You do the work, but depression shapes your career

I have always, no matter the job, been good at what I do, exercised with professionalism, efficiency, and attention to detail. I am committed, dedicated, passionate, and willing to give anything a go. I have a desire for success, and strive for it. But despite this work ethic, this is not what has shaped my career, neither has my academic record, or my ability to complete complex projects. What has shaped my career for many years has been my severe depression!

In this day and age when organisations, such as BeyondBlue, are promoting the need for awareness of depression, are working tirelessly to break down the stigma attached to depression, to provide education to workplaces in how to manage employees with depression, and promote R U OK?, as an important mechanism of getting the conversation started to make sure those around us, including managers and work colleagues, are ok and don’t require help and support in coping with their mental illness. Despite this work and considerable awareness, workplaces remain toxic environments for employees who suffer depression.

It is these environments that are contributing to depression, bullying, discrimination, and effectively driving employees onto sick leave, and forced resignation. I hear people ask did you go to HR to discuss how the workplace is anti-mental illness, how depression isn’t seen as an illness but an annoyance getting in the way of performance, relationships, and creating an awkwardness that instead of learning its easier to torment stuff that are suffering depression.

I don’t define my experiences of working in these toxic work environments to one employer, I can unfortunately say my experience with a few different workplaces, and sectors. I can honestly say that this discrimination, bullying, and aims to drive depressed out of the workforce and further into depression is ripe in most workplaces, it’s beyond a specific culture that shapes organisations, it is certainly a issue within society itself.

My experiences of working with depression include continuous lectures about using sick leaving or annual leave because I have been so depressed that to live is so much effort that I can’t work, being asked if after time off “did I try to top myself”, criticism when my doctor wrote to my manager asking that I be allowed to work from home once a week to reduce how much travelling I was doing each week, which was adding to my exhaustion and depression, lectures because I was subdued, or moody despite them knowing of my illness, being ignored, left out of meetings, conversations and events because I wasn’t someone they wanted to be around, accused of not performing despite evidence to the contrary, and ultimately being driven out by work colleagues or should I say ‘enemies’ because that treatment is easier than showing support, to be negative is easier than helping, to be nasty is easier than asking R U Ok?, to deny is easier than knowing someone is sick and not ok!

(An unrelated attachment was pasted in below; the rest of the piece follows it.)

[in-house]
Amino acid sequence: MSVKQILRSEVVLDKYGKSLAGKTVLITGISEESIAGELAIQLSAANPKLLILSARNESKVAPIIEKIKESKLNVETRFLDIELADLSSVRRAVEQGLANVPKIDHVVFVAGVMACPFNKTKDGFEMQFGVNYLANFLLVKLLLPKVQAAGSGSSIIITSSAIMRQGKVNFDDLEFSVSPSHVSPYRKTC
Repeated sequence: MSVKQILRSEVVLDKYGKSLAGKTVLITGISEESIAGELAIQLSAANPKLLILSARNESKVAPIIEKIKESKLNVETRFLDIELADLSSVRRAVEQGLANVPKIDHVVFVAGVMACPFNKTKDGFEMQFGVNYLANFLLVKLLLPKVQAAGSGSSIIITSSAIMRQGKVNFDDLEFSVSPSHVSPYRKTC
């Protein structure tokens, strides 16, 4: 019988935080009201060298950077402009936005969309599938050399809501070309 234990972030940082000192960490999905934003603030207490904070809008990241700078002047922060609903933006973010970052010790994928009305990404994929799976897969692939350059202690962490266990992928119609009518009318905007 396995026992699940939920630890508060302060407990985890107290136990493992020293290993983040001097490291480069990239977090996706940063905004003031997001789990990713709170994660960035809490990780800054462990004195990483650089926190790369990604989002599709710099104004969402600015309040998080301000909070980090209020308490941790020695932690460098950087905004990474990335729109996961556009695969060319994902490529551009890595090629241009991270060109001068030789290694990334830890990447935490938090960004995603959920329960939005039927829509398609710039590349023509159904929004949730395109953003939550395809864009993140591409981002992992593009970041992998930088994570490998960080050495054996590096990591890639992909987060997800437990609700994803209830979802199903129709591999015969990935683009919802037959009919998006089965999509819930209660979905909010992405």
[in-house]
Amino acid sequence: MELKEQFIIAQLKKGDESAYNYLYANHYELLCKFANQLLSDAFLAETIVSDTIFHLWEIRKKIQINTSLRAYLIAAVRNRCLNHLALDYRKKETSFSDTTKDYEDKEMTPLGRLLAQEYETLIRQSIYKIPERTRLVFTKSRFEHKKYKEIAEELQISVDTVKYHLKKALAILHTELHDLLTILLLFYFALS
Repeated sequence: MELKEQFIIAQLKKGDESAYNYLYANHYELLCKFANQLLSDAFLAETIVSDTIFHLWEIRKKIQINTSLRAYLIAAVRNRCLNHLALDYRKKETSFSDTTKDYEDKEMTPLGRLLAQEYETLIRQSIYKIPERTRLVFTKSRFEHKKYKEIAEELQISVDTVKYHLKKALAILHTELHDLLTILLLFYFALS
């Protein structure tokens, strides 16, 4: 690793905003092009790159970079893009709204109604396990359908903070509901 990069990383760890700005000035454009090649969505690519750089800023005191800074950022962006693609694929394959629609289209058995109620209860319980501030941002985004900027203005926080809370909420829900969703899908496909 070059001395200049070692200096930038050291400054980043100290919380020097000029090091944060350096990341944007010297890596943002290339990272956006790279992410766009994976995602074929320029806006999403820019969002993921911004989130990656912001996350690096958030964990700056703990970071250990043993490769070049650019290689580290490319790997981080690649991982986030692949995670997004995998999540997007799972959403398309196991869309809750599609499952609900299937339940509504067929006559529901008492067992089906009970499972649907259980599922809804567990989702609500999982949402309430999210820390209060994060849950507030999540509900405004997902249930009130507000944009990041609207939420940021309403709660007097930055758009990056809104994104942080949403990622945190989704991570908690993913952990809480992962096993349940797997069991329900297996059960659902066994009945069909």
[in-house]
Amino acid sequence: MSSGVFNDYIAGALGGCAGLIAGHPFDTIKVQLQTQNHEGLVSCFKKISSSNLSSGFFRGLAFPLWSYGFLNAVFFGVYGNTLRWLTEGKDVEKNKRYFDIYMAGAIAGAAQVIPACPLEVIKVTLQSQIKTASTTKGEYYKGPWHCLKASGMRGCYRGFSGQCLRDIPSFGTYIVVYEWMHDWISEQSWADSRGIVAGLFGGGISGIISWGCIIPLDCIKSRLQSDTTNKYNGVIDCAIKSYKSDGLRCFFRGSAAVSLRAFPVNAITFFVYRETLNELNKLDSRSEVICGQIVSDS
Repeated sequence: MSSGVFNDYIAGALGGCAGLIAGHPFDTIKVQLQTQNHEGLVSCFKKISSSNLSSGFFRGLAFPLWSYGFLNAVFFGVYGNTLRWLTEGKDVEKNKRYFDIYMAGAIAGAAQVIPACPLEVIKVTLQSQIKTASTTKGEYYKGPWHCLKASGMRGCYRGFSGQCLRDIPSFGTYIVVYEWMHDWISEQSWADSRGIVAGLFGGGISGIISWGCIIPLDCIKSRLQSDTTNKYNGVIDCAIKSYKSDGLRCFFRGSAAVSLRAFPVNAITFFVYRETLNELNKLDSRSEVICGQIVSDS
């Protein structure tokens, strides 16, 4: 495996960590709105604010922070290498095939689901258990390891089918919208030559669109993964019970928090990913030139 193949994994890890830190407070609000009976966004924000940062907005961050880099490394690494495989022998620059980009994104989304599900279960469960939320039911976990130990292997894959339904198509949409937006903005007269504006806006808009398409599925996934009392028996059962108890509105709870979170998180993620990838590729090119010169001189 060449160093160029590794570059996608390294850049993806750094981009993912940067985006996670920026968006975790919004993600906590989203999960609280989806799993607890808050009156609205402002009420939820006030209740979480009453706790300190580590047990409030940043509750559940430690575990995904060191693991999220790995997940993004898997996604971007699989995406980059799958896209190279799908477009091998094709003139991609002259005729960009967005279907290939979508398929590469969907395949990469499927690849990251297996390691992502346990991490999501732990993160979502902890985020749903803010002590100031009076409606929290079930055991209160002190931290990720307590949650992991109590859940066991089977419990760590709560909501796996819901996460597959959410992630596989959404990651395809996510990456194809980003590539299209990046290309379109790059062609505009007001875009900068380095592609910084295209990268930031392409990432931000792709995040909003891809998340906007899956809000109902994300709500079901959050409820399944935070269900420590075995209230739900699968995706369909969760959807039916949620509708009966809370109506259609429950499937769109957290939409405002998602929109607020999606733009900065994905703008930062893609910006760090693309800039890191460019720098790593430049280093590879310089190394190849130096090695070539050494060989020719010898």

It is all this and more, that has left me with severe anxiety, fear, and isolation in the workplace. It has left me too scared to tell my work colleagues that I have a severe illness that is officially classified as a disability for me. My mask not only hides my past scares, and pain but is now my protective shield stopping me from getting to know people, preventing me from providing personal details that might start a discussion about who I am, and probably restricting my ability to do my job. Once again, depression shaping my career!

Yes there are policies, workplace programs, and legislation that prevents this behaviour from occurring against employees who have severe depression or any other illness or disability, but like anyone who suffers in silence why you would stand up to people who have gone out of their way to destroy your reputation.

Once you have experienced a toxic workplace, like many with depression have, you don’t go back to trusting, you don’t go back to being confident, you don’t go back to a time when you were healthy, when you could be yourself or go back to being social and letting people back into your work life. Instead you continue to build your mask, you build the walls to shelter you, you work on isolation so nobody knows you, and you hide behind your computer in the hope that your there but forgotten, so your just a number and not ‘that person with that illness!’


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